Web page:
LONDON -- Bentley said Jaguar Land Rover's head of global strategy, Adrian Hallmark, will become the brand's CEO as part of a reshuffle that also brings in new board members for engineering, sales and marketing and human resources.
Hallmark, 55, will succeed Wolfgang Duerheimer, 59, on Feb. 1, Bentley said in a statement on Friday.
Duerheimer is retiring as CEO of Bentley and head of Bugatti but will continue to advise Bentley parent, Volkswagen Group, on motor sports. Audi Sport boss Stephan Winkelmann will take on Duerheimer's post as president of Bugatti.
Hallmark has more than 18 years of automotive board level experience in the U.S., Europe and Asia with Porsche, Volkswagen, Saab and Bentley.
This will be the second time Hallmark has worked at Bentley after serving as its sales and marketing chief between 1999-2005 during which time he played an integral role in the introduction of the Continental GT in 2003.
Hallmark, a British national, rose within the VW Group to become head of VW of America, then head of VW's Asian division before joining Saab as global sales chief. In 2010, he moved to Jaguar Land Rover as the Jaguar brand's global director, then JLR's global strategy chief.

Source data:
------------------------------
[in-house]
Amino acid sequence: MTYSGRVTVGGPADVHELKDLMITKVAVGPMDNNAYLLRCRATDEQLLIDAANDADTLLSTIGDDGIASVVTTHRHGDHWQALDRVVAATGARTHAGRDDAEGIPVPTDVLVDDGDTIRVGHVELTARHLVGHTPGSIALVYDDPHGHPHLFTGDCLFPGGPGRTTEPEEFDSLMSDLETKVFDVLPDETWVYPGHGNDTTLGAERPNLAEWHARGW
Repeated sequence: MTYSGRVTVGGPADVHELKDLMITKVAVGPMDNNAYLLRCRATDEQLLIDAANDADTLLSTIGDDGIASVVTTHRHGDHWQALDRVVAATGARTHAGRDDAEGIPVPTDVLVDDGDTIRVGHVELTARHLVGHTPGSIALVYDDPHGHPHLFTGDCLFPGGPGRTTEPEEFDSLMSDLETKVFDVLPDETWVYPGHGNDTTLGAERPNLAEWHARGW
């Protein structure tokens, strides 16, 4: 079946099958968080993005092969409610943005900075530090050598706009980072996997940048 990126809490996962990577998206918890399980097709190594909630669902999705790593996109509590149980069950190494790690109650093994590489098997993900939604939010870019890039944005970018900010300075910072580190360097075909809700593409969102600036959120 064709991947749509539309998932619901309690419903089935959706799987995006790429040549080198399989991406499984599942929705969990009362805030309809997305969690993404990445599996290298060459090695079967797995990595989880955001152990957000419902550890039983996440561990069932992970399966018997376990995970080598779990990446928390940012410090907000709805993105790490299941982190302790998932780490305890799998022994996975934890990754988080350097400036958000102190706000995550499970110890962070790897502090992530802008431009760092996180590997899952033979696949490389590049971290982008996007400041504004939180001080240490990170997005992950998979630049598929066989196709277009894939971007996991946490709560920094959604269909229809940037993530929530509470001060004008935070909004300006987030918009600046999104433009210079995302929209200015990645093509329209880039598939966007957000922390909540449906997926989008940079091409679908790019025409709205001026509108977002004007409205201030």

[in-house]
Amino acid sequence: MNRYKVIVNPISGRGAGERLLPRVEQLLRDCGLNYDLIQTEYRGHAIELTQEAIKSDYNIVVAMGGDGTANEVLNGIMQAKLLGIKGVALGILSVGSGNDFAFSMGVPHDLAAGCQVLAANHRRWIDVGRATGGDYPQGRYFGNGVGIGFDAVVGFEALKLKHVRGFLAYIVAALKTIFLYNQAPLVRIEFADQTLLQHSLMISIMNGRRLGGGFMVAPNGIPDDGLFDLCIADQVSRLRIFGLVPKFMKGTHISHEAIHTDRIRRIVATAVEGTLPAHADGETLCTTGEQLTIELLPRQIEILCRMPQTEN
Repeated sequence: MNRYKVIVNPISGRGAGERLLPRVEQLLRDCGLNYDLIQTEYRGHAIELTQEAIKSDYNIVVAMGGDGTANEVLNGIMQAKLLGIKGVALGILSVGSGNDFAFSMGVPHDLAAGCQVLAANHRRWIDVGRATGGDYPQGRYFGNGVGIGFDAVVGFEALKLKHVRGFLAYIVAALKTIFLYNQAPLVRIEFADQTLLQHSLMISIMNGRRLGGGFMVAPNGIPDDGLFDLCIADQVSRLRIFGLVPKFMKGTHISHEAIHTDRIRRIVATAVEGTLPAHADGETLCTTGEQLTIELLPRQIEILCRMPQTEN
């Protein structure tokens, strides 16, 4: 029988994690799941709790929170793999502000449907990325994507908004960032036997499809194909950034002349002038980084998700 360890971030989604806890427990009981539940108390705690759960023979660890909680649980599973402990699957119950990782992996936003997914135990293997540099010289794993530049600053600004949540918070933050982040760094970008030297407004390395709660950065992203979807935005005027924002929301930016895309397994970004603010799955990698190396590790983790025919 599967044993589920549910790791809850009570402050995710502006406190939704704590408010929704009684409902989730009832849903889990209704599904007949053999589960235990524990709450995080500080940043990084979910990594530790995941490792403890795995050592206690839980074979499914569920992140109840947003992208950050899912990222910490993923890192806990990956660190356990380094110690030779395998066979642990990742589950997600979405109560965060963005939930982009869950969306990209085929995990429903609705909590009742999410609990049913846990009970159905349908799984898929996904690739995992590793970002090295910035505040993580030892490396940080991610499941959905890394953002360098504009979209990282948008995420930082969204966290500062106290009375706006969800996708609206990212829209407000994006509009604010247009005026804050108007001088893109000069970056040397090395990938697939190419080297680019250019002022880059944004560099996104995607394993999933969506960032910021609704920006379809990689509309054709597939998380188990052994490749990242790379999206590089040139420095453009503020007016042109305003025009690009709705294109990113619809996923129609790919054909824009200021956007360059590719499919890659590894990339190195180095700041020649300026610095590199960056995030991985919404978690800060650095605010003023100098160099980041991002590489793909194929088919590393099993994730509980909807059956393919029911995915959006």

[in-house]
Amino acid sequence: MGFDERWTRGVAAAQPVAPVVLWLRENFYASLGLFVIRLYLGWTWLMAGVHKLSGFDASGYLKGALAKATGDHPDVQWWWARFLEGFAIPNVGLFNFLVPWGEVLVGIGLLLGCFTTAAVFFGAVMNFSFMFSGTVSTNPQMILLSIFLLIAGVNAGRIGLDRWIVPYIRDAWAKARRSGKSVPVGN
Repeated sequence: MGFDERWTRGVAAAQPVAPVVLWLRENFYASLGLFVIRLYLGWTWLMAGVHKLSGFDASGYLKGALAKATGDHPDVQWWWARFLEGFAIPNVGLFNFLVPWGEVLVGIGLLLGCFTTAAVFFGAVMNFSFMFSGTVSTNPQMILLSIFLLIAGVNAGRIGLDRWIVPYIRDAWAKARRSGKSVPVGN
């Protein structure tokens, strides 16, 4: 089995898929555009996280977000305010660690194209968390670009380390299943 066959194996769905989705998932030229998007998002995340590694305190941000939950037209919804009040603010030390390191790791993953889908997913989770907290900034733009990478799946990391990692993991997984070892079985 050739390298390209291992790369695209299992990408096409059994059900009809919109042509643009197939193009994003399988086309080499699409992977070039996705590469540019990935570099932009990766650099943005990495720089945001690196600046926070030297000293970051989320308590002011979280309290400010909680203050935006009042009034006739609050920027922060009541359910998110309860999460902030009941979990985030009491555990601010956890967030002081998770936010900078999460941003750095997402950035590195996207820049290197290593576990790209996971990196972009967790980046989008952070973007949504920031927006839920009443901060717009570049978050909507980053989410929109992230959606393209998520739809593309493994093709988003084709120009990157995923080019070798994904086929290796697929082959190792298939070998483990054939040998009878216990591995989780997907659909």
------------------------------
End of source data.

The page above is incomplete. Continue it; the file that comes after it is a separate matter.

Bentley's announcement confirms a report in Germany's Manager Magazine last month that Duerheimer would be replaced by Hallmark in a management shuffle.
New board members
The reshuffle also sees Werner Tietz, 54, promoted to Bentley's chief engineer from his current role as Porsche's head of body and trim engineering. Tietz replaces Rolf Frech, 60.
Bentley's new sales and marketing chief will be Chris Craft, who takes over from Andreas Offermann, 60. Craft, 58, has led Porsche in the UK since 2012, before which he was director of the VW brand in the UK.
Astrid Fontaine, 48, becomes Bentley's board member for human resources, digitalization and IT, taking over from Marlies Rogait, 60. Fontaine moves from her current roles as head of HR at Porsche North America.
Bentley's vehicle deliveries increased by 31 percent year-on-year to 5,238 in the first six months, according to VW Group's half-yearly report.
Bentley swung to a 13 million euros profit in the first half from a 22 million loss in the same period last year. The improved result was due to positive exchange rate effects and lower product development expenses, VW said in a statement on July 27. The fall in the pound since the UK voted to quit the EU has made Bentley's exports from Britain more profitable.